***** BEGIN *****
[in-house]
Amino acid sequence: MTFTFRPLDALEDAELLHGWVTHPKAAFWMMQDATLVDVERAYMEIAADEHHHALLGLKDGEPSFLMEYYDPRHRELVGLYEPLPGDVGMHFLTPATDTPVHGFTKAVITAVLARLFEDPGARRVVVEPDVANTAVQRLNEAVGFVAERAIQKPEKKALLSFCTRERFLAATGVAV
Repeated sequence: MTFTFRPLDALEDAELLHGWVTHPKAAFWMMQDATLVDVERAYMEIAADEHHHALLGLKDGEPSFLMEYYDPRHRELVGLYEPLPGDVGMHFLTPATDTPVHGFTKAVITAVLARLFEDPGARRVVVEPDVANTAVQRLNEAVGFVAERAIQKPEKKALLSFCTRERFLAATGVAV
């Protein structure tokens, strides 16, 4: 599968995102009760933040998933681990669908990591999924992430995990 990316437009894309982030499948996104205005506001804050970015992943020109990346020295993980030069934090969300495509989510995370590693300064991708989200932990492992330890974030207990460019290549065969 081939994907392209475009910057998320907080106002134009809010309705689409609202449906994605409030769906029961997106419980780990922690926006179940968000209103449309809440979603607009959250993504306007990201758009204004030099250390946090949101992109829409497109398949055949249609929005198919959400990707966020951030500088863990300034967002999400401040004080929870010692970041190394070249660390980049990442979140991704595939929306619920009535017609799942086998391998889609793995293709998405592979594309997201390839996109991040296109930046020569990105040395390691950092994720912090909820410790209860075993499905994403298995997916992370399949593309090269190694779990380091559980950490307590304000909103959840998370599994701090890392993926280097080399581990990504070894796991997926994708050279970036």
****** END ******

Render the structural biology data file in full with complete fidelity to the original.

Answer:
[in-house]
Amino acid sequence: MTFTFRPLDALEDAELLHGWVTHPKAAFWMMQDATLVDVERAYMEIAADEHHHALLGLKDGEPSFLMEYYDPRHRELVGLYEPLPGDVGMHFLTPATDTPVHGFTKAVITAVLARLFEDPGARRVVVEPDVANTAVQRLNEAVGFVAERAIQKPEKKALLSFCTRERFLAATGVAV
Repeated sequence: MTFTFRPLDALEDAELLHGWVTHPKAAFWMMQDATLVDVERAYMEIAADEHHHALLGLKDGEPSFLMEYYDPRHRELVGLYEPLPGDVGMHFLTPATDTPVHGFTKAVITAVLARLFEDPGARRVVVEPDVANTAVQRLNEAVGFVAERAIQKPEKKALLSFCTRERFLAATGVAV
């Protein structure tokens, strides 16, 4: 599968995102009760933040998933681990669908990591999924992430995990 990316437009894309982030499948996104205005506001804050970015992943020109990346020295993980030069934090969300495509989510995370590693300064991708989200932990492992330890974030207990460019290549065969 081939994907392209475009910057998320907080106002134009809010309705689409609202449906994605409030769906029961997106419980780990922690926006179940968000209103449309809440979603607009959250993504306007990201758009204004030099250390946090949101992109829409497109398949055949249609929005198919959400990707966020951030500088863990300034967002999400401040004080929870010692970041190394070249660390980049990442979140991704595939929306619920009535017609799942086998391998889609793995293709998405592979594309997201390839996109991040296109930046020569990105040395390691950092994720912090909820410790209860075993499905994403298995997916992370399949593309090269190694779990380091559980950490307590304000909103959840998370599994701090890392993926280097080399581990990504070894796991997926994708050279970036």